Prior to the pandemic, roughly 50-60% of office space was occupied on any given day. Not only was that a waste of real estate—and revenue—it underscored the fact that these spaces weren’t designed to support the way people actually work. Flexible office spaces provided a solution for that exact problem, but in recent years, they remained an alternative more than the norm. But now, as companies across the globe continue to operate remotely, it’s becoming increasingly clear that the future of office space will require some thoughtful reimagining.
On a recent episode of the podcast Eat Sleep Work Repeat, we spoke with host Bruce Daisley about our predictions for the future of workplaces, including the importance of both physical offices and remote equity. Read on for five key takeaways from the conversation and click here to listen to the full episode.
1. A Smaller Office Footprint
Going forward, we will see a smaller office space footprint in line with decreasing demand, but it won’t disappear. Maintaining a physical office, whether that be in a flexible office space or otherwise, will remain essential to team collaboration and connectivity, particularly as organizations adopt remote and hybrid models.
2. The Future Will Be Hybrid
The future of work will be hybrid, and our offices will be too. While we predict a return to the office once safely possible, we see a significant shift toward hybrid models where the majority of team members are accessing a space two to three days a week, some are working onsite full-time, and others are working remotely full-time. This shift will require that companies establish remote equity so team members working elsewhere still feel connected to their headquarters and vice-versa. By designing offices that accommodate this hybrid work style, organizations will be able to support that equity in their physical office, and devise a more engaging, inclusive environment overall.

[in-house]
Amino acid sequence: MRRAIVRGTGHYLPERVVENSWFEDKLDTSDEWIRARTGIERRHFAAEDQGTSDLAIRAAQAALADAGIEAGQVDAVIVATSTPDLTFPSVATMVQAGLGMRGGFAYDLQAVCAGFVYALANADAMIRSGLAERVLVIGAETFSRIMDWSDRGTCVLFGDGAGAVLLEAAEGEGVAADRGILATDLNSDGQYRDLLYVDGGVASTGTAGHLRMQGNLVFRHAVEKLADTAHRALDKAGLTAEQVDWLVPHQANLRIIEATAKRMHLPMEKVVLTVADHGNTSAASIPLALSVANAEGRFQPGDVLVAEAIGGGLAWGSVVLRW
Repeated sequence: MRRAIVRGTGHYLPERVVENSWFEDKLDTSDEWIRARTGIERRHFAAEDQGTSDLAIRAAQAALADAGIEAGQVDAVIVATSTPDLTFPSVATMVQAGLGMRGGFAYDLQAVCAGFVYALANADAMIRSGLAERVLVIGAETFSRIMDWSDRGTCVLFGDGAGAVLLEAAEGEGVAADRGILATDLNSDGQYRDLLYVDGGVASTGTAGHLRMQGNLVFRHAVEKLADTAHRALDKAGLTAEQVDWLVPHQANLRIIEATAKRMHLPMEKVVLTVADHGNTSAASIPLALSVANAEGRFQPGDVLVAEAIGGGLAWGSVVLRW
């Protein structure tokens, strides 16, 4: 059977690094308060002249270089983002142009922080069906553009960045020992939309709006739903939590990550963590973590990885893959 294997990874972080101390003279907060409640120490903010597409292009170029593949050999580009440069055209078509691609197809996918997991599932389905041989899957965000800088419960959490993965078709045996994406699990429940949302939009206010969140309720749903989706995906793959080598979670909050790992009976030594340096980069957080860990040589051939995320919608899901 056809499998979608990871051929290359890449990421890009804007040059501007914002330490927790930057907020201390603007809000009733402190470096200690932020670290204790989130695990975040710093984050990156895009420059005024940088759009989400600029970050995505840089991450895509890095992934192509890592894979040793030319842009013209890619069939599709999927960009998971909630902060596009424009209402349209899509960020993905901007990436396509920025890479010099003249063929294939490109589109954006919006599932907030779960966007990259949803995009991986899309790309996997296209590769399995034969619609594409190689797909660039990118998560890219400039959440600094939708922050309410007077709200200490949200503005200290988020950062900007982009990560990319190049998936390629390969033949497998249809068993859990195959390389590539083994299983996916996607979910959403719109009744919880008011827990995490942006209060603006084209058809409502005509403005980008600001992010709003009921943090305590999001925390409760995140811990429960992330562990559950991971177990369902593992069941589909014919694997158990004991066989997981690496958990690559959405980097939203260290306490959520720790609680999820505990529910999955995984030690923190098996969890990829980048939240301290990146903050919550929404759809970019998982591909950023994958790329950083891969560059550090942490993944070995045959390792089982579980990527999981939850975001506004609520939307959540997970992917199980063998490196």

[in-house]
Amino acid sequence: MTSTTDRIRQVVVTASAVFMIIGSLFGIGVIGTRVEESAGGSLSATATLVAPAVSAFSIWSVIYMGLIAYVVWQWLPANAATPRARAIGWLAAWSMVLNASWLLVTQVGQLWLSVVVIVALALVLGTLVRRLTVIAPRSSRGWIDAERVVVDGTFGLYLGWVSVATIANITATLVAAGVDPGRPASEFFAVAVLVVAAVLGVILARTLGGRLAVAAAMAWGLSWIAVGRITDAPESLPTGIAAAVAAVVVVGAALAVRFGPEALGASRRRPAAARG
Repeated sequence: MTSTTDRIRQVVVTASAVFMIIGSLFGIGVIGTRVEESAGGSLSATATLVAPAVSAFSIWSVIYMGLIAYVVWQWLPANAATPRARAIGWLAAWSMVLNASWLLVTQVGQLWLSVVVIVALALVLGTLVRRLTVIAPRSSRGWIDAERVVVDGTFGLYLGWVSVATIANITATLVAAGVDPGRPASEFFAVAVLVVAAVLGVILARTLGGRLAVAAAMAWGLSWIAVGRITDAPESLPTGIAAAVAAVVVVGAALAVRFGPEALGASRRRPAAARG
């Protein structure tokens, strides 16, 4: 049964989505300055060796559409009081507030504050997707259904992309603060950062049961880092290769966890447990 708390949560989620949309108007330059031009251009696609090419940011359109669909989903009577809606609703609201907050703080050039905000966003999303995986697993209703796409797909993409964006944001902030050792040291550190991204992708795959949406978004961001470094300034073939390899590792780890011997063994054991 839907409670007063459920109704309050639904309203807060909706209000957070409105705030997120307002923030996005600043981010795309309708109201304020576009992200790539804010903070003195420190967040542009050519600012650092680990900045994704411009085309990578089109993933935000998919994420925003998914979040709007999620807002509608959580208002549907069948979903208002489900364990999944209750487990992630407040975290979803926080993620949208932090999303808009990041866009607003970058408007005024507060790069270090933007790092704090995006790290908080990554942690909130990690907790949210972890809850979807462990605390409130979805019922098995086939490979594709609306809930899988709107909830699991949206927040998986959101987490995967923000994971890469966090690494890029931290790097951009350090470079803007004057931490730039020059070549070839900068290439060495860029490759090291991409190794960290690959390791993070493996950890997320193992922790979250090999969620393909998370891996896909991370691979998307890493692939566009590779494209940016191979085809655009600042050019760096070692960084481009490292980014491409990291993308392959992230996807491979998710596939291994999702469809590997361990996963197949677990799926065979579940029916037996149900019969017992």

3. Reinvesting in People, Amenities & Culture
A decrease in fixed real estate will allow organizations to reinvest in people programs and in-office experiences. As office space will be seen as more of a resource than a requirement, our relationship to these physical locations will become more of a pull rather than a push. And with that will come an added layer of hospitality, which will help create a high-touch experience at the office.
4. Events Will Remain Essential
Particularly after so much time apart, events and meetings will become more important than ever before. These gatherings have always been a necessary platform for connection and teambuilding, but as organizations embrace remote and hybrid models, it will be crucial that they continue to bring everyone together—even virtually. By including a virtual component in your organization’s meeting strategy, you can ensure that remote employees can participate equally in all company-wide affairs.
5. Collaboration Will Inspire Design & Management
Traditional offices dedicated the majority of their space to workstations. But we now know that much of that work can be done from anywhere. With that in mind, office space will be reconceptualized to support a mix of on-site and virtual interaction, and prioritize in-person meetings. Rather than a one person-one desk model, it will look and feel more fluid, and reflect the flexibility of today’s work style. This emphasis on group productivity and hybrid work will also influence a shift in management techniques. Though line-of-sight management was once the primary model used to evaluate productivity, a greater reliance on remote work will require managers to embrace new tactics and tools. And as teams continue to collaborate virtually, more tools will be devised to help manage productivity.
Though we’ve experienced dramatic changes in the workplace over the last year, we know there is still a lot of innovation to come. With a combination of technology, updated people policies, and hospitality, organizations will be able to create the flexible offices needed for our modern world. And while things will certainly continue to evolve over time, one thing remains clear: hybrid work is here to stay.